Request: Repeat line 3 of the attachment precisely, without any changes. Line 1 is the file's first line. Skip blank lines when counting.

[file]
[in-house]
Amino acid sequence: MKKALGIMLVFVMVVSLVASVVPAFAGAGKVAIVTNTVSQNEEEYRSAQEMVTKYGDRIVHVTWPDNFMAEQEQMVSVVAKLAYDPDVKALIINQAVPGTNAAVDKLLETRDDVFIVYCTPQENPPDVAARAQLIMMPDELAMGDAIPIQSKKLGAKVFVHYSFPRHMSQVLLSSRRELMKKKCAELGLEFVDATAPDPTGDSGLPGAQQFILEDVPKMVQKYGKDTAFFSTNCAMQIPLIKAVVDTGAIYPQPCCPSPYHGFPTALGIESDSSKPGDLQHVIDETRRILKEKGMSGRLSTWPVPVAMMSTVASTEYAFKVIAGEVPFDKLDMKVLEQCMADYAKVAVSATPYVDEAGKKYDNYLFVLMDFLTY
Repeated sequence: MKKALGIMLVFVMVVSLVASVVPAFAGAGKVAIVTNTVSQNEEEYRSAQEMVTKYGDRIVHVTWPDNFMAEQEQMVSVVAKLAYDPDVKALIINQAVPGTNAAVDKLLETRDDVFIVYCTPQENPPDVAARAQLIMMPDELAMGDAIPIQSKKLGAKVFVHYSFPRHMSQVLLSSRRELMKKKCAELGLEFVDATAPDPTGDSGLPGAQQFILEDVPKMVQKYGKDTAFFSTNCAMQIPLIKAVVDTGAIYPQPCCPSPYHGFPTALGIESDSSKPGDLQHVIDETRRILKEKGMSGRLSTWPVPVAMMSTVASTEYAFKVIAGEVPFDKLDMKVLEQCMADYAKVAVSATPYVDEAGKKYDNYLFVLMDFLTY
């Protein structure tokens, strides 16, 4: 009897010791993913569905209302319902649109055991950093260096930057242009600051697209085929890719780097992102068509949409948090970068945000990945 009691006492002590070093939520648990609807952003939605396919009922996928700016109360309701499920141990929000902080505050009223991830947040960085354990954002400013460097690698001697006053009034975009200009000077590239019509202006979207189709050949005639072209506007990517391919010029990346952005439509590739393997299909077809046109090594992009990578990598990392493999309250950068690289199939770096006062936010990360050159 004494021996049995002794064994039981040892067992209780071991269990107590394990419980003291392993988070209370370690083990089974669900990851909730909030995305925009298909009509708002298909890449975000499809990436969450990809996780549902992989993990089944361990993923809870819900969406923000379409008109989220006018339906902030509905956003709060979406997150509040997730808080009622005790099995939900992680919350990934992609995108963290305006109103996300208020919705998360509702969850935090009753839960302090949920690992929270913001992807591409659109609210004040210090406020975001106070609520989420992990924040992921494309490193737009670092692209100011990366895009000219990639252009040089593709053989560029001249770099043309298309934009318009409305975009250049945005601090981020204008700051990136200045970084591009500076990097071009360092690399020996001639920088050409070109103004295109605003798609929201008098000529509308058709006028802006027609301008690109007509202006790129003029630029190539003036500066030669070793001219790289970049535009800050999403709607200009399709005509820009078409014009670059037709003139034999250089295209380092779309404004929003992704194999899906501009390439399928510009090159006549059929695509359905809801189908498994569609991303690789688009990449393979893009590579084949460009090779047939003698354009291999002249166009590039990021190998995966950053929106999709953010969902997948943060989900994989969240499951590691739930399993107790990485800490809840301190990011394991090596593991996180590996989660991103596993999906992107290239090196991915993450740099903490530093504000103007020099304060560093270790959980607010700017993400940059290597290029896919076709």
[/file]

Repeated sequence: MKKALGIMLVFVMVVSLVASVVPAFAGAGKVAIVTNTVSQNEEEYRSAQEMVTKYGDRIVHVTWPDNFMAEQEQMVSVVAKLAYDPDVKALIINQAVPGTNAAVDKLLETRDDVFIVYCTPQENPPDVAARAQLIMMPDELAMGDAIPIQSKKLGAKVFVHYSFPRHMSQVLLSSRRELMKKKCAELGLEFVDATAPDPTGDSGLPGAQQFILEDVPKMVQKYGKDTAFFSTNCAMQIPLIKAVVDTGAIYPQPCCPSPYHGFPTALGIESDSSKPGDLQHVIDETRRILKEKGMSGRLSTWPVPVAMMSTVASTEYAFKVIAGEVPFDKLDMKVLEQCMADYAKVAVSATPYVDEAGKKYDNYLFVLMDFLTY